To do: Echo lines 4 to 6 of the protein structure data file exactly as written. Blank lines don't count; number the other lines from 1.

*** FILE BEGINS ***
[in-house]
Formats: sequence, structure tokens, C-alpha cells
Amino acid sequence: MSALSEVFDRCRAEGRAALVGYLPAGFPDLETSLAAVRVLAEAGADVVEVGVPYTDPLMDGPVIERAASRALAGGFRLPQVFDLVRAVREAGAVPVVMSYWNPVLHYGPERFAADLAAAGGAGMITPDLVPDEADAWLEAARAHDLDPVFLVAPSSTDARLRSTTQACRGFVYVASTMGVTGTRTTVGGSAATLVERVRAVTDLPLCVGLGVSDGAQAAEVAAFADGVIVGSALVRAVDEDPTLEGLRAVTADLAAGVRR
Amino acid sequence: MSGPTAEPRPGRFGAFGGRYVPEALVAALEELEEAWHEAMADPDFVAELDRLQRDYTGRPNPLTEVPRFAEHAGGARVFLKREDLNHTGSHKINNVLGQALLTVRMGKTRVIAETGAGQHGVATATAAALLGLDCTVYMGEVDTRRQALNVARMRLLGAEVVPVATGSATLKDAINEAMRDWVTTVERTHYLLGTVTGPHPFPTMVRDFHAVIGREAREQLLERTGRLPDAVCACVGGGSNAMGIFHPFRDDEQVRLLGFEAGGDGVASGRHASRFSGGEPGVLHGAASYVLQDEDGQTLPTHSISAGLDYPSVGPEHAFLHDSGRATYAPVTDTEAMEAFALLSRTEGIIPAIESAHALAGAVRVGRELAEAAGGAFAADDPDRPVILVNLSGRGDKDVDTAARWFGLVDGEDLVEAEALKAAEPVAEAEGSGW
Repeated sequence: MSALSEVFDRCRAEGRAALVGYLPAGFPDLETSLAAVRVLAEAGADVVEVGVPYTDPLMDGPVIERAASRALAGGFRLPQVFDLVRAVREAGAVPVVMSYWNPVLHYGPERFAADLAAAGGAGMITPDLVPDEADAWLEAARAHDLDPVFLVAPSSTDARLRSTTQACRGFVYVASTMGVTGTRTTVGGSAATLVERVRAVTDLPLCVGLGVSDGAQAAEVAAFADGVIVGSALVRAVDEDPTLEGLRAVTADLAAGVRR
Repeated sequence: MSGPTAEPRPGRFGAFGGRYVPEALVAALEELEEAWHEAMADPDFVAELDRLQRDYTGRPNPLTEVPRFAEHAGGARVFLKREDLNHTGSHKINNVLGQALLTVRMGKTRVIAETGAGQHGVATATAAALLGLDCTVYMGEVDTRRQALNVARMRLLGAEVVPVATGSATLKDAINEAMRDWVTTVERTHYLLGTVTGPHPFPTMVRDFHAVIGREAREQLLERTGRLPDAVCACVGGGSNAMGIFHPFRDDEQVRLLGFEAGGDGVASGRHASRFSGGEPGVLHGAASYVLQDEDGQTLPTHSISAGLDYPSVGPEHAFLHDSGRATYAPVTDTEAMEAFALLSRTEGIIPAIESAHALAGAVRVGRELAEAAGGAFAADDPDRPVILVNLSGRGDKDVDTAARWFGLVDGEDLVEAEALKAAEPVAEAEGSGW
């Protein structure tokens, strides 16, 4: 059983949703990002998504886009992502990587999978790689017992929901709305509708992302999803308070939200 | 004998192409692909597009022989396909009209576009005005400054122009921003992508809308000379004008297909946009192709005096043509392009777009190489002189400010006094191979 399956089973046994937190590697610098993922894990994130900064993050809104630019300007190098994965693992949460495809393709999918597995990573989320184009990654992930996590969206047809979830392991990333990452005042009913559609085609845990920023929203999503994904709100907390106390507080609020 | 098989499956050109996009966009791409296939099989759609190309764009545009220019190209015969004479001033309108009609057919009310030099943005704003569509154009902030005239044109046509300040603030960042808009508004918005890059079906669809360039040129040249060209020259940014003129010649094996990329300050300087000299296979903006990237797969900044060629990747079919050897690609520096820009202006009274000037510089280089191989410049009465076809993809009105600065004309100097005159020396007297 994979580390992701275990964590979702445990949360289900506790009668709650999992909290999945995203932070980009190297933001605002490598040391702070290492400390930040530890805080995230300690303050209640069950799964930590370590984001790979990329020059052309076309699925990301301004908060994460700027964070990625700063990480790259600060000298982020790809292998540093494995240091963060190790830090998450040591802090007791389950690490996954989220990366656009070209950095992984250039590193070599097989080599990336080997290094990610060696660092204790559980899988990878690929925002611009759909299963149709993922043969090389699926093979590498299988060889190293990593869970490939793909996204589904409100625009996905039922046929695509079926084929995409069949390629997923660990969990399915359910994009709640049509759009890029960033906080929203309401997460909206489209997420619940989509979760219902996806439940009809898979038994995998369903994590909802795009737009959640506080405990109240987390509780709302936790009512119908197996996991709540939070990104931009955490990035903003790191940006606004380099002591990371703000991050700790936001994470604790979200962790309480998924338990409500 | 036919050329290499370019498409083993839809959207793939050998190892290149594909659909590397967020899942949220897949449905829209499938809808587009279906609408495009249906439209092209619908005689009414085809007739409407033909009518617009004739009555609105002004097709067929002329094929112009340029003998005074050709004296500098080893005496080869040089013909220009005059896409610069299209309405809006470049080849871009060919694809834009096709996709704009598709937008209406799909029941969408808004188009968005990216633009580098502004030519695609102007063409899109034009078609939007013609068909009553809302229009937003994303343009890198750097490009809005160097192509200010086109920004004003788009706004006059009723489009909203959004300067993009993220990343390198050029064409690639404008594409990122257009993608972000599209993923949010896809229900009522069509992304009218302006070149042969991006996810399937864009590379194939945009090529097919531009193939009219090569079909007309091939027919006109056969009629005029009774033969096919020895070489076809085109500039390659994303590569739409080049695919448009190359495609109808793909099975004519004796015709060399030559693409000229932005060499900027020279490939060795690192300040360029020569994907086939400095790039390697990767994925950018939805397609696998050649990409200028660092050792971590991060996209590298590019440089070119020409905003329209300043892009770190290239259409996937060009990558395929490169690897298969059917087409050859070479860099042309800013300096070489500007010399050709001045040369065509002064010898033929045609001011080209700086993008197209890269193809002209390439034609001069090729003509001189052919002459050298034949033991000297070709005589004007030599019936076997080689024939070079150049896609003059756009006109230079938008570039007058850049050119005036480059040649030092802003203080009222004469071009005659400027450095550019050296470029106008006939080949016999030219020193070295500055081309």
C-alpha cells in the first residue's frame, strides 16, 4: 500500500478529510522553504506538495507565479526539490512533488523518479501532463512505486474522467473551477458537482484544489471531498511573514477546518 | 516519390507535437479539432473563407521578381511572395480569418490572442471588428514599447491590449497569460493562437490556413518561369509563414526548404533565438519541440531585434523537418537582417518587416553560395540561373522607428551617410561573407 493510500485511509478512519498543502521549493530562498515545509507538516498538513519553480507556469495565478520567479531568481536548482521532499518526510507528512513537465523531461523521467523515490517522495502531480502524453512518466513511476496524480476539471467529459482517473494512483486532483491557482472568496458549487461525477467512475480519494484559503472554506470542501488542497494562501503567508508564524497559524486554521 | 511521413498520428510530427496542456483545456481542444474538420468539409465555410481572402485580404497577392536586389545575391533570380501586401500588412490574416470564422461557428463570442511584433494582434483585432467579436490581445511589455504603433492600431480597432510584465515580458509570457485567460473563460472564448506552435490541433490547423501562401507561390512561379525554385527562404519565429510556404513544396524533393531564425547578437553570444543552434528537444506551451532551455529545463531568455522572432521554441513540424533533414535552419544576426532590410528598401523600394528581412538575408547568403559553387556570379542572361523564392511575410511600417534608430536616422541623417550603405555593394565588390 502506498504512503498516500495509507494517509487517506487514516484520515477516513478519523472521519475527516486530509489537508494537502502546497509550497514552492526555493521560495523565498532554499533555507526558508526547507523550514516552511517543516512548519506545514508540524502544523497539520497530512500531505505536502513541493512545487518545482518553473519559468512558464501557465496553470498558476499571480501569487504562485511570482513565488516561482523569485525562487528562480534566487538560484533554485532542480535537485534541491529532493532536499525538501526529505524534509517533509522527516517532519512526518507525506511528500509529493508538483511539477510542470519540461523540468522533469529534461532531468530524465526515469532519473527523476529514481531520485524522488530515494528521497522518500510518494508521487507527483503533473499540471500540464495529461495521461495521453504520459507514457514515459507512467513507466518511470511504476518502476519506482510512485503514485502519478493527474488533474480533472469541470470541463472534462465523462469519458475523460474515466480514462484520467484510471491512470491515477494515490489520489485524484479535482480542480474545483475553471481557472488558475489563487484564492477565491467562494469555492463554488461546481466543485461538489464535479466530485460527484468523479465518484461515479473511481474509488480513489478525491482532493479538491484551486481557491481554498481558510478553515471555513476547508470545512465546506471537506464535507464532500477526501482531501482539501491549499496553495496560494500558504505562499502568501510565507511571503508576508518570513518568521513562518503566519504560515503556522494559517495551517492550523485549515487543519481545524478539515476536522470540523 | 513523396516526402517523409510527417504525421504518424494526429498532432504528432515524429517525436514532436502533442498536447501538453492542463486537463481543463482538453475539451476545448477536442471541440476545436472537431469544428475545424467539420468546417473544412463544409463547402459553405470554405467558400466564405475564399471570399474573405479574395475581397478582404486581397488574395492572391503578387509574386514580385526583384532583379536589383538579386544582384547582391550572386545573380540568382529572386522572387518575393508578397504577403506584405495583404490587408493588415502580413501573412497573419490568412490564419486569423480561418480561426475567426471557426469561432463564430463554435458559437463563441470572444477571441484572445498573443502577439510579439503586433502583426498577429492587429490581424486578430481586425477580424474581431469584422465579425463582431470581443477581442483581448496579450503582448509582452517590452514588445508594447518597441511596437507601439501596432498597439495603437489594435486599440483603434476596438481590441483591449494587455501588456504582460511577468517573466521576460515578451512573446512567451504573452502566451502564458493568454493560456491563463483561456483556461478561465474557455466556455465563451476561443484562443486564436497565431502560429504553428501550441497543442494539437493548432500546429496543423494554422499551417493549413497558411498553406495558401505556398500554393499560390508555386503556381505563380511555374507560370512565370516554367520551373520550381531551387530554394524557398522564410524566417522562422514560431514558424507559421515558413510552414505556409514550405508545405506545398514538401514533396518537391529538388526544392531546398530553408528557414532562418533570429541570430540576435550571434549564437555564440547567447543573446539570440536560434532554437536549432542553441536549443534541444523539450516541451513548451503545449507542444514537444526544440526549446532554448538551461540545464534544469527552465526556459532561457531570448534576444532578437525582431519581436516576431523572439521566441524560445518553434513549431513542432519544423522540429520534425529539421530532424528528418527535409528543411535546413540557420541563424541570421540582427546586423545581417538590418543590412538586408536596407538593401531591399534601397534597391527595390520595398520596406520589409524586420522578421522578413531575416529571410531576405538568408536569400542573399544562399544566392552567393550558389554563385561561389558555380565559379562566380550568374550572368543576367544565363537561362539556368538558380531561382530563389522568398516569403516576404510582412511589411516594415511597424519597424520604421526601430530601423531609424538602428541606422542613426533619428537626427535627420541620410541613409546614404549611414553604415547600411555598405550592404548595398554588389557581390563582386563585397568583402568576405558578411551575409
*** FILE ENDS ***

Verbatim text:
Amino acid sequence: MSGPTAEPRPGRFGAFGGRYVPEALVAALEELEEAWHEAMADPDFVAELDRLQRDYTGRPNPLTEVPRFAEHAGGARVFLKREDLNHTGSHKINNVLGQALLTVRMGKTRVIAETGAGQHGVATATAAALLGLDCTVYMGEVDTRRQALNVARMRLLGAEVVPVATGSATLKDAINEAMRDWVTTVERTHYLLGTVTGPHPFPTMVRDFHAVIGREAREQLLERTGRLPDAVCACVGGGSNAMGIFHPFRDDEQVRLLGFEAGGDGVASGRHASRFSGGEPGVLHGAASYVLQDEDGQTLPTHSISAGLDYPSVGPEHAFLHDSGRATYAPVTDTEAMEAFALLSRTEGIIPAIESAHALAGAVRVGRELAEAAGGAFAADDPDRPVILVNLSGRGDKDVDTAARWFGLVDGEDLVEAEALKAAEPVAEAEGSGW
Repeated sequence: MSALSEVFDRCRAEGRAALVGYLPAGFPDLETSLAAVRVLAEAGADVVEVGVPYTDPLMDGPVIERAASRALAGGFRLPQVFDLVRAVREAGAVPVVMSYWNPVLHYGPERFAADLAAAGGAGMITPDLVPDEADAWLEAARAHDLDPVFLVAPSSTDARLRSTTQACRGFVYVASTMGVTGTRTTVGGSAATLVERVRAVTDLPLCVGLGVSDGAQAAEVAAFADGVIVGSALVRAVDEDPTLEGLRAVTADLAAGVRR
Repeated sequence: MSGPTAEPRPGRFGAFGGRYVPEALVAALEELEEAWHEAMADPDFVAELDRLQRDYTGRPNPLTEVPRFAEHAGGARVFLKREDLNHTGSHKINNVLGQALLTVRMGKTRVIAETGAGQHGVATATAAALLGLDCTVYMGEVDTRRQALNVARMRLLGAEVVPVATGSATLKDAINEAMRDWVTTVERTHYLLGTVTGPHPFPTMVRDFHAVIGREAREQLLERTGRLPDAVCACVGGGSNAMGIFHPFRDDEQVRLLGFEAGGDGVASGRHASRFSGGEPGVLHGAASYVLQDEDGQTLPTHSISAGLDYPSVGPEHAFLHDSGRATYAPVTDTEAMEAFALLSRTEGIIPAIESAHALAGAVRVGRELAEAAGGAFAADDPDRPVILVNLSGRGDKDVDTAARWFGLVDGEDLVEAEALKAAEPVAEAEGSGW